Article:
Saturday, December 26, 2015

Job Scope

A few years ago, I was in London and my friend Judy invited me to her house for dinner.
            At the table was her school friend Emily and Emily’s teenage son, Jasper. Between the terrible first course of anemic vegetable soup and an even worse main course of overcooked beef, it turned out that Jasper was about to enter university.
            “What are you reading?” I asked. In the UK, people don’t study a course – they ‘read’. It’s all very atas, as Sharyn would point out in a condemnatory sort of way.
So Jasper looked up from his overcooked beef, pushed his thick forelocks out of his eyes like a young Hugh Grant, and said, in a super posh accent the Queen would have felt very much at home listening to, “Oh, I’m reading ancient Celtic.”
Everyone at the table murmured with admiration. I frowned.
“Uhm,” I said and found myself completely at a blank as to what to say next. So, I tried again.
“It’s not a very popular course,” Jasper went on. By that time, I’d been in England long enough to know that when the English say something deprecating about what they’re doing, this usually means it’s a big deal.
            My friend Mark’s father once said he couldn’t make it to a lunch at my place because he had to go into hospital that day for a procedure. “Damn nuisance, really,” he told me. “Just something I’ve been putting off for ages and I thought I’d better get it done. It’s all very boring.”
            It turned out to be an operation to remove a tumour from his left lung.
            That’s how the English talk.
So, when Jasper said ancient Celtic wasn’t a very popular course, what he really meant was that it was so difficult nobody with an IQ less than 250 would ever bother to apply.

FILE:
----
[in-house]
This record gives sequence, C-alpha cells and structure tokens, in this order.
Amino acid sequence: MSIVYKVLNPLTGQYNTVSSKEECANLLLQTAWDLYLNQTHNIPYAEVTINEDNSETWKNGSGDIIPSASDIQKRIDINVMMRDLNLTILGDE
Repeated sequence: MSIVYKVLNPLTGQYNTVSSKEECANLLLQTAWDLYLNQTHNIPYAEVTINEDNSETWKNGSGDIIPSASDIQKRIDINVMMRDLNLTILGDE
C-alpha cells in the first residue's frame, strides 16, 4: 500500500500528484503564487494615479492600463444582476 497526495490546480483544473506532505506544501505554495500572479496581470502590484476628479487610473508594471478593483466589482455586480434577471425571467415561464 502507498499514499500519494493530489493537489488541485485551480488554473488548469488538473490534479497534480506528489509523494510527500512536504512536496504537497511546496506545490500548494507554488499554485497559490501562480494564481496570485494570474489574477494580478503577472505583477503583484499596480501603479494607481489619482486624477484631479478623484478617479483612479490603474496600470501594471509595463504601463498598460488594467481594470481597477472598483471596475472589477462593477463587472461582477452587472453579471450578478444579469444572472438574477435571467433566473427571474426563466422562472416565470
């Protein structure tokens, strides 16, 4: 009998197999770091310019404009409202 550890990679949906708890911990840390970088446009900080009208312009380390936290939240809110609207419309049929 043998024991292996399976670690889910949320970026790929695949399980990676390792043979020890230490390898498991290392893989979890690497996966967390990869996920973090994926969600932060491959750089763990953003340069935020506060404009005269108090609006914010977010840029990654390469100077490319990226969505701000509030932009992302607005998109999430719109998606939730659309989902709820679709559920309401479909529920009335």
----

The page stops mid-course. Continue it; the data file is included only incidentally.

Recently, Sharyn has been under a great deal of stress worrying about her eldest son’s exams.
“Aiyoh, I hope he gets into medicine! If not, ah, chiam, ah!”
Saffy looked up from admiring her bosom. “Why? Is he really dead set on becoming a doctor?”
Sharyn looked perplexed at the question. “No. Doctor got make a lot of money, mah, so he become doctor, lor!”
Saffy looked at me for support.
            “Oh, don’t look at me. I’m totally with her on this!” I said.
“But Shazz,” Saffy began, giving me a dirty look. “You can’t make your son do medicine if he’s not into it! What’s his passion?”
“What you mean?”
“He’s got to love what he’s doing! What’s the point otherwise?”
Sharyn rolled her eyes. “Aiyoh! Most important ting about a career, hor, is can you make money? If cannot, then don’t do!”
Saffy blinked. “But…”
“You love being HR manager, issit?” Sharyn asked.
“Well, of course not, but…”
“But you do the job because you must pay SingTel, mah!” Sharyn was on a roll. “When he was young, my son say he want to be musician. Like Mah-loon Figh! I ask him, how many Mah-loon Figh in the world? He say he like music. He say music is his passion. You know what I say or not? I say,” Sharyn didn’t pause for an answer, “I say, passion cannot buy you a condo or pay for dinner! But doctor bill confirm can, one!”
Saffy’s bosom inflated. “That is so incredibly materialistic, Sharyn!”
“Aiyoh, where got? In life, hor, you must be realistic, mah! I hate when people talk about finding their passion! Siow ah. You think everyone like Oprah and Jennifer Law-lence, issit? The trick, hor,” Sharyn said, her eyes magnified behind her Coke bottle-thick spectacles, “ is not to find a job you love, but to find a job you hate the least!”
“Oh my God, I really must write all this down!” I said, pulling out my phone. “This is gold!”